On February 28 I will be taking part in an event at the Pompeu Fabra University (UPF) in Barcelona, entitled “Branding and Mobile Communications”, where the main topic of conversation will be Huawei’s Key Opinion Leaders (KOL) program. Also taking part will be Walter Jennings, Huawei’s VP of Corporate Communications, along with this year’s KOLs: Carlos Scolari of UPF, e-commerce expert Marsha Collier and Craig Brown, entrepreneur and an expert in big data.
Last year, when I was asked by Huawei to be one of their KOLs, I was skeptical until I looked into the company’s approach to a relationship of this kind. Some brands tend to think that by making it easier for you to attend events or by giving you their products, you are then beholden to write whatever they ask, a situation I have always avoided like the plague. My reputation for independence, built up over the last 15 years or more, is not about to be sullied by a few nights in a hotel or some freebies. But I have to say that Huawei has shown exemplary rigor in this regard. Other participants in the program, such as Shel Israel, have also written about Huawei’s smart approach to social marketing.
Ogilvy works with Huawei on its KOL program, which I have written about and whose approach to working with influencers I have used in my classes: I like Ogilvy’s code of ethics, both for the 2005 first edition and the revision in 2012: Huawei wants to promote its products and initiatives, is willing to facilitate that process, but gives its KOLs absolute freedom to write about what they like, when they want, and how they want. For me, taking part in the Huawei KOL program is an opportunity to meet other people working in my area of expertise, as well as a chance to know more about a leading brand in the world of consumer and industrial electronics and how a Chinese company approaches management: innovation cultural management fascinates me and is something I write about frequently without any sense of obligation.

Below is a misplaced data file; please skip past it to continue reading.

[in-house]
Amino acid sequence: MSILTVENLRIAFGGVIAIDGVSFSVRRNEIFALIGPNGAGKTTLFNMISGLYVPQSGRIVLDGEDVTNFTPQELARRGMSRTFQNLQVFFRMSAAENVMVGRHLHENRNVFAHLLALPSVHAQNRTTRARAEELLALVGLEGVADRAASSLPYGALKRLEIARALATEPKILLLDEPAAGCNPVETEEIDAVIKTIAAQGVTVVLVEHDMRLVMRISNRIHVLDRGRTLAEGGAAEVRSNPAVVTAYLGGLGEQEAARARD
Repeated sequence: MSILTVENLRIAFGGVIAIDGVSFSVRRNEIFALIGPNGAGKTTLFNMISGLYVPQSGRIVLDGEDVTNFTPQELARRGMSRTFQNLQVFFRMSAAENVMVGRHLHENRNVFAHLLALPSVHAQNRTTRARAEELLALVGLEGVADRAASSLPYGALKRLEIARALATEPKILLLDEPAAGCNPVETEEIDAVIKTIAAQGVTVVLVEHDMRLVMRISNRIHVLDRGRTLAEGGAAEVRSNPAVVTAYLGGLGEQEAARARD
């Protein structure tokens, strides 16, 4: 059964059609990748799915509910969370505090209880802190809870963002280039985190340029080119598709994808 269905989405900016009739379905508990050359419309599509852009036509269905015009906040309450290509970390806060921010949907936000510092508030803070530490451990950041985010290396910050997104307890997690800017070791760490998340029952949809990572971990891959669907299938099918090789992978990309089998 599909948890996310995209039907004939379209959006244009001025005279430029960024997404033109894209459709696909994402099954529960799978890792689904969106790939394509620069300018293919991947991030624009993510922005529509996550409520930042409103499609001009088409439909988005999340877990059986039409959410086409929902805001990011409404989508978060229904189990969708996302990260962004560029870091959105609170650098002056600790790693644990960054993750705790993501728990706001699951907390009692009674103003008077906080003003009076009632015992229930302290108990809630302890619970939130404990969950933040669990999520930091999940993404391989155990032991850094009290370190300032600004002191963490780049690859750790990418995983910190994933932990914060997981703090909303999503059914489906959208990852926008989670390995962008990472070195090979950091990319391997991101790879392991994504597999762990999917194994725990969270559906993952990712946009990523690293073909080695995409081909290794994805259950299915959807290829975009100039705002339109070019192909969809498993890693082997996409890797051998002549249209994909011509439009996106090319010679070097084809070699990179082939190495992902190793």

In the coming days, I will be taking part in Huawei’s battery challenge for its P10 devices, which involves using one for a day and then sending the company my battery usage statistics. There was no pressure to take part, and I was asked if I simply wanted to contribute my stats or if I’d like to write something. Huawei has always taken this approach: try something out if you want, and write about it if you want; very different to many of its competitors and one that allows it to differentiate true influencers from mercenaries. There are many nuances in influencer marketing that require sensitive handling: a brand ambassador, for example, is well known and accepts using a brand’s products and talking about them in positive terms in return for money: actors, athletes, musicians or celebrities, but not necessarily anybody who knows about technology or a brand. Understanding these differences and what makes an influencer special is essential for successful KOL marketing. Putting together a list drawn up at random is a recipe for disaster.
Anybody interested in discussing these topics can follow the event (it will be in English) in Barcelona on Wednesday, in person or via a live stream. I will distribute the link for the streaming via Twitter (@edans) as soon as I have it.
(En español, aquí)